[swift-evolution] Should we rename "class" when referring to protocol conformance?

Andrew Trick atrick at apple.com
Sun May 8 16:20:46 CDT 2016

> On May 7, 2016, at 6:43 PM, Matthew Johnson via swift-evolution <swift-evolution at swift.org> wrote:
> If I read Andrew’s post correctly it sounds like it may also be of use to the optimizer in some cases.

I’ll just requote Dave’s example, which made perfect sense to me (so I’m not sure why there’s an argument):

> To me that means, if the behavior of “f” only depends on
> data reachable through this array, and f makes no mutations, then in
> this code, the two calls to f() are guaranteed have the same effect.
>      func g<T>(a: [T]) {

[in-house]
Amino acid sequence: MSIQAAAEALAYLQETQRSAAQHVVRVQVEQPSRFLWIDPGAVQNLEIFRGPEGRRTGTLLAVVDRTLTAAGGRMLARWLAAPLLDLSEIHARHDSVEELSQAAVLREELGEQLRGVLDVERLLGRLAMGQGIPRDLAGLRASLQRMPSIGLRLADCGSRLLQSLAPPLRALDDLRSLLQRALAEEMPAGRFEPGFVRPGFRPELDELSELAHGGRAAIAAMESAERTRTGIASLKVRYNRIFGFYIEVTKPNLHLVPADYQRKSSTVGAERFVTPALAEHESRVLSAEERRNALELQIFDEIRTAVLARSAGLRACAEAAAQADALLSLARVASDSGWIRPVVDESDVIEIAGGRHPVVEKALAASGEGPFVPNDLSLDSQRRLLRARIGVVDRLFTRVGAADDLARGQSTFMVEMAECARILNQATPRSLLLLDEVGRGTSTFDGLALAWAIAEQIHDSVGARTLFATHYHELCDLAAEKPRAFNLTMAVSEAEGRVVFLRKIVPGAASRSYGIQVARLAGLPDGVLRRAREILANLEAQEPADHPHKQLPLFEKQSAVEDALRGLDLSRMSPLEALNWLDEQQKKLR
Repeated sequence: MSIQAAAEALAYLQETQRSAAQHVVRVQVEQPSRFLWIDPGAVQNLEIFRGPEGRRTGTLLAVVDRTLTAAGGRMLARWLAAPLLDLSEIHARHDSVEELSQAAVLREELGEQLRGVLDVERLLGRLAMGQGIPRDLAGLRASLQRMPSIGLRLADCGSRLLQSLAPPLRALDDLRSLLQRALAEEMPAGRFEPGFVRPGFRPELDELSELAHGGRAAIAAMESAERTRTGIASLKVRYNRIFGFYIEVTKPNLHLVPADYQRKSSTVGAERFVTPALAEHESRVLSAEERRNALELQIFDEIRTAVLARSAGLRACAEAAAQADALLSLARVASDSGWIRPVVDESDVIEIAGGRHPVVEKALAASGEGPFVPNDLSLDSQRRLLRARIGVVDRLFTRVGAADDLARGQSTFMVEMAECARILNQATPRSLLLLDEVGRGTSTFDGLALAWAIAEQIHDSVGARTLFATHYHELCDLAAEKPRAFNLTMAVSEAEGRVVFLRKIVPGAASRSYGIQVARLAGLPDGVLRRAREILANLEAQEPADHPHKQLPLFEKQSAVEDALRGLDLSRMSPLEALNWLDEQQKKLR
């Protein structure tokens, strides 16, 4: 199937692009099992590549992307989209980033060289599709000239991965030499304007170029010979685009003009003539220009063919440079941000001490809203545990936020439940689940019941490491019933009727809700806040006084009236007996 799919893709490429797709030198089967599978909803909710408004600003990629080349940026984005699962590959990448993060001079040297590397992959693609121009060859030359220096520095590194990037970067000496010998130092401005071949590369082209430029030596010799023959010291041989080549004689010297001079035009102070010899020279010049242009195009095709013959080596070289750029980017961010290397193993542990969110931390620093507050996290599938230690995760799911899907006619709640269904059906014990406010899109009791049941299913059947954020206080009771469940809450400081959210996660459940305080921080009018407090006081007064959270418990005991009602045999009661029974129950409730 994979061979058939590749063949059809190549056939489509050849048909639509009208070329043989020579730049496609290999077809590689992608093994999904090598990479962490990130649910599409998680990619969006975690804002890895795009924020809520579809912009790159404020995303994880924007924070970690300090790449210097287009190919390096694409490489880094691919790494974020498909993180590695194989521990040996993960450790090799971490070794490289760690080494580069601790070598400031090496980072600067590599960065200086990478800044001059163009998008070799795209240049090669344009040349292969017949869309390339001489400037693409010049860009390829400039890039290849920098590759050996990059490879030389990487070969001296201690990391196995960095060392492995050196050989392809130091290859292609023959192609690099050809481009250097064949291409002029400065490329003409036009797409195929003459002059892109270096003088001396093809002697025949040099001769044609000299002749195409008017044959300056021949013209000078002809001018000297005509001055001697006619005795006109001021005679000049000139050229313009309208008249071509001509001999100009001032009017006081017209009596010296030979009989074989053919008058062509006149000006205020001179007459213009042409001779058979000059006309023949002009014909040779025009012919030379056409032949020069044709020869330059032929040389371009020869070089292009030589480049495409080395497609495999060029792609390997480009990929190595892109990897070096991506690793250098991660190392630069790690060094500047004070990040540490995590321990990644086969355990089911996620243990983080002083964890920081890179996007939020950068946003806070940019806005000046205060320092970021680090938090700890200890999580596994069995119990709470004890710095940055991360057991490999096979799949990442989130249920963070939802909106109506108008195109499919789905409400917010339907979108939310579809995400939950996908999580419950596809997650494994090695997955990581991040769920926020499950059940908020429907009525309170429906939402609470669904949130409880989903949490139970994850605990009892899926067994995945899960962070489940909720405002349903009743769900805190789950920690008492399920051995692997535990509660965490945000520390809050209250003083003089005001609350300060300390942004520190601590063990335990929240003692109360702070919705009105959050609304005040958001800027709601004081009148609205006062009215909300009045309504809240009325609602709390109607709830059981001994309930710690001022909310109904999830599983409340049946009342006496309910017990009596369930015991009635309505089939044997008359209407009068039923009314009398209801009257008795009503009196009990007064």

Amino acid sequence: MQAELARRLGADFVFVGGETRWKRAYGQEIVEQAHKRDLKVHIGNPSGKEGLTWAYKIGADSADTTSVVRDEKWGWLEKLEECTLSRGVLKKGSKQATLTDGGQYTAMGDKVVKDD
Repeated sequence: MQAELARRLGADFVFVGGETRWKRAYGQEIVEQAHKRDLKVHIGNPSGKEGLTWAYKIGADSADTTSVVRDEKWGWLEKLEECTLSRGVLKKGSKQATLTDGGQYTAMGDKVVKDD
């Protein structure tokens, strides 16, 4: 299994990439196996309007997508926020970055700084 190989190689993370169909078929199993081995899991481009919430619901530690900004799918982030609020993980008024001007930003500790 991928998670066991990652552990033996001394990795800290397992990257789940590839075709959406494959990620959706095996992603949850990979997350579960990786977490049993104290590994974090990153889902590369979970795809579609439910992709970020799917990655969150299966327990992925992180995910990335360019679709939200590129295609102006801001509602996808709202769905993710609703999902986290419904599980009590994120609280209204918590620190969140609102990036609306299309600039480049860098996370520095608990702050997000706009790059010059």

>        var vc = MyViewController(a)
>        vc.f() // #1
>        h()
>        vc.f() // #2
>     }
> But clearly, the only way that can be the case is if T is actually
> immutable (and contains no references to mutable data), because
> otherwise anybody can write:
>    class X { ... }
>    let global: [X] = [ X() ]
>    func h() { global[0].mutatingMethod() }
>    g(global)
> Conclusion: your definition of PureValue, as written, implies conforming
> reference types must be immutable.  I'm not saying that's necessarily
> what you meant, but if it isn't, you need to try to define it again.

Yes, of course. If a PureValue contains a reference it must be immutable or only mutated when uniquely referenced.

There are other ways to communicate what the optimizer needs. I think the more interesting question is how users should express the value semantics of their types.

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